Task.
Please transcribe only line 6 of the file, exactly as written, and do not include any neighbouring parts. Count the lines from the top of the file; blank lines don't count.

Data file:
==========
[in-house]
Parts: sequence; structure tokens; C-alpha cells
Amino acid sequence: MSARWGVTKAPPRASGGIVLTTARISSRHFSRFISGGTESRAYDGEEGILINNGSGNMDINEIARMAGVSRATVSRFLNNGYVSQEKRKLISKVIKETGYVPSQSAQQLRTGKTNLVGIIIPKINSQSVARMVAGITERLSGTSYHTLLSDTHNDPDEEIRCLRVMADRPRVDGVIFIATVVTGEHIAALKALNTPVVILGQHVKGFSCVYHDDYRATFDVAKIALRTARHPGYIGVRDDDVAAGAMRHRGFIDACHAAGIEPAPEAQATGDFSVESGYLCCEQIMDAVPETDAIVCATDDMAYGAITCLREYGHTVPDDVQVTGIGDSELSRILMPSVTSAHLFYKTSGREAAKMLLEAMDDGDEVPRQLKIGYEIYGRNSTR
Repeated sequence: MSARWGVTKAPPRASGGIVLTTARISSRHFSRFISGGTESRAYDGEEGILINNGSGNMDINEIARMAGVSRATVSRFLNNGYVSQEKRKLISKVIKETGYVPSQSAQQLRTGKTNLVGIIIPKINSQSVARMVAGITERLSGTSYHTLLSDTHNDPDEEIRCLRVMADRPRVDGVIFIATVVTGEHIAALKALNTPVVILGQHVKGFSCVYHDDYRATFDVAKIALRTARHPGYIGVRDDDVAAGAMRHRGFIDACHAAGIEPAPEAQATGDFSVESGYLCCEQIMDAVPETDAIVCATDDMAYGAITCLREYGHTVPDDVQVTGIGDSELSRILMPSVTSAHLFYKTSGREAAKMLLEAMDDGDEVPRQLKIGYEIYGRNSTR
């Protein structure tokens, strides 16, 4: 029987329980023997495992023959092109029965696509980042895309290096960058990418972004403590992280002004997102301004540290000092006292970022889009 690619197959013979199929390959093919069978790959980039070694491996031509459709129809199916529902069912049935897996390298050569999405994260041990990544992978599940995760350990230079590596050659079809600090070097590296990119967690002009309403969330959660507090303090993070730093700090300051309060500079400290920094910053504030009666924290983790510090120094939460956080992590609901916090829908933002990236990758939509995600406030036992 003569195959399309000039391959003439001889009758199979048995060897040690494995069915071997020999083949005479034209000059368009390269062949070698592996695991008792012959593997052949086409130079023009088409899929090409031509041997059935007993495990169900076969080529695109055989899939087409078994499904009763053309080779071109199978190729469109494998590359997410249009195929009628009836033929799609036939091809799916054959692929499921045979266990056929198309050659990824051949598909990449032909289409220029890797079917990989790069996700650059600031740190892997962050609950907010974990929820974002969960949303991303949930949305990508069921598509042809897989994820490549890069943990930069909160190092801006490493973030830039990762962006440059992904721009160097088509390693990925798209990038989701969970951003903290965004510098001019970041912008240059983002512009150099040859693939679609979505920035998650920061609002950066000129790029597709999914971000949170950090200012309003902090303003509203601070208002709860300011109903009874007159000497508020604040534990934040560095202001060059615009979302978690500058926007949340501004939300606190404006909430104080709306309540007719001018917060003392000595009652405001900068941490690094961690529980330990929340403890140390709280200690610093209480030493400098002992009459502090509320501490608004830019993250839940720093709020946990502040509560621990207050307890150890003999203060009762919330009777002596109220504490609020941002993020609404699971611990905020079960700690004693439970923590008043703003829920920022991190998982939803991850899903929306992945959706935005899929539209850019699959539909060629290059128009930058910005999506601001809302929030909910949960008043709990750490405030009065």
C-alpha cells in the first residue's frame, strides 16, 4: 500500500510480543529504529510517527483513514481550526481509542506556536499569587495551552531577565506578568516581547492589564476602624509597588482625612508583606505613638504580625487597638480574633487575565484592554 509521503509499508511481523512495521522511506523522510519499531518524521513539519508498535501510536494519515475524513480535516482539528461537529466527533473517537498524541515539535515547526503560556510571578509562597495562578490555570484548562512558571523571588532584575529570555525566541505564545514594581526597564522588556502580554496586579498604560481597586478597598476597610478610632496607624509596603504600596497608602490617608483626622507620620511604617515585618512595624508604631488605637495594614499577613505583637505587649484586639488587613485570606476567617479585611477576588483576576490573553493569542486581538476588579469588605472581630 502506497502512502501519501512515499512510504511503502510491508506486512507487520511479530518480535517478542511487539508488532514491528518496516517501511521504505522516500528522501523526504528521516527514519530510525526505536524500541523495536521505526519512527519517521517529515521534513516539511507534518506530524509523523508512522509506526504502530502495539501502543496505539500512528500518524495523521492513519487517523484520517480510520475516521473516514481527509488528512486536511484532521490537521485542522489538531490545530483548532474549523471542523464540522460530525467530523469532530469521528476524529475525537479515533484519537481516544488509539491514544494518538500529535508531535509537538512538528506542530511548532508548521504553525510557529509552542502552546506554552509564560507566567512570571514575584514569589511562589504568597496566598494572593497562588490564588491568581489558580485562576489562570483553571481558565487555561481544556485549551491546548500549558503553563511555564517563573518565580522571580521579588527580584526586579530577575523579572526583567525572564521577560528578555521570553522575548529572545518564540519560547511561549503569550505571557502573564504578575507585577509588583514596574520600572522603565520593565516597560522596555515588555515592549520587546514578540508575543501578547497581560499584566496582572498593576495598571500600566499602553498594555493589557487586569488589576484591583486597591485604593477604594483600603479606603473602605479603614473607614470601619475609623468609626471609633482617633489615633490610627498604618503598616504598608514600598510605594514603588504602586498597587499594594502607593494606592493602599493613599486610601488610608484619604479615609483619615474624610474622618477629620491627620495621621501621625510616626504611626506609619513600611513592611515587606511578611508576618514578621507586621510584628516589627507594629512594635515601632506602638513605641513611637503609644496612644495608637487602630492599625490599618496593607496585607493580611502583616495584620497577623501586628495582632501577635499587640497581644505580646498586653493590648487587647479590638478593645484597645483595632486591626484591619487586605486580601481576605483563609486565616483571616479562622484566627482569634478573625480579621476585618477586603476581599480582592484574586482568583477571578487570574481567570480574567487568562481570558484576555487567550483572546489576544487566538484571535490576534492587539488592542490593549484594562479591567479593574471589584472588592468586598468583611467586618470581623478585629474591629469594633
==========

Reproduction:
C-alpha cells in the first residue's frame, strides 16, 4: 500500500510480543529504529510517527483513514481550526481509542506556536499569587495551552531577565506578568516581547492589564476602624509597588482625612508583606505613638504580625487597638480574633487575565484592554 509521503509499508511481523512495521522511506523522510519499531518524521513539519508498535501510536494519515475524513480535516482539528461537529466527533473517537498524541515539535515547526503560556510571578509562597495562578490555570484548562512558571523571588532584575529570555525566541505564545514594581526597564522588556502580554496586579498604560481597586478597598476597610478610632496607624509596603504600596497608602490617608483626622507620620511604617515585618512595624508604631488605637495594614499577613505583637505587649484586639488587613485570606476567617479585611477576588483576576490573553493569542486581538476588579469588605472581630 502506497502512502501519501512515499512510504511503502510491508506486512507487520511479530518480535517478542511487539508488532514491528518496516517501511521504505522516500528522501523526504528521516527514519530510525526505536524500541523495536521505526519512527519517521517529515521534513516539511507534518506530524509523523508512522509506526504502530502495539501502543496505539500512528500518524495523521492513519487517523484520517480510520475516521473516514481527509488528512486536511484532521490537521485542522489538531490545530483548532474549523471542523464540522460530525467530523469532530469521528476524529475525537479515533484519537481516544488509539491514544494518538500529535508531535509537538512538528506542530511548532508548521504553525510557529509552542502552546506554552509564560507566567512570571514575584514569589511562589504568597496566598494572593497562588490564588491568581489558580485562576489562570483553571481558565487555561481544556485549551491546548500549558503553563511555564517563573518565580522571580521579588527580584526586579530577575523579572526583567525572564521577560528578555521570553522575548529572545518564540519560547511561549503569550505571557502573564504578575507585577509588583514596574520600572522603565520593565516597560522596555515588555515592549520587546514578540508575543501578547497581560499584566496582572498593576495598571500600566499602553498594555493589557487586569488589576484591583486597591485604593477604594483600603479606603473602605479603614473607614470601619475609623468609626471609633482617633489615633490610627498604618503598616504598608514600598510605594514603588504602586498597587499594594502607593494606592493602599493613599486610601488610608484619604479615609483619615474624610474622618477629620491627620495621621501621625510616626504611626506609619513600611513592611515587606511578611508576618514578621507586621510584628516589627507594629512594635515601632506602638513605641513611637503609644496612644495608637487602630492599625490599618496593607496585607493580611502583616495584620497577623501586628495582632501577635499587640497581644505580646498586653493590648487587647479590638478593645484597645483595632486591626484591619487586605486580601481576605483563609486565616483571616479562622484566627482569634478573625480579621476585618477586603476581599480582592484574586482568583477571578487570574481567570480574567487568562481570558484576555487567550483572546489576544487566538484571535490576534492587539488592542490593549484594562479591567479593574471589584472588592468586598468583611467586618470581623478585629474591629469594633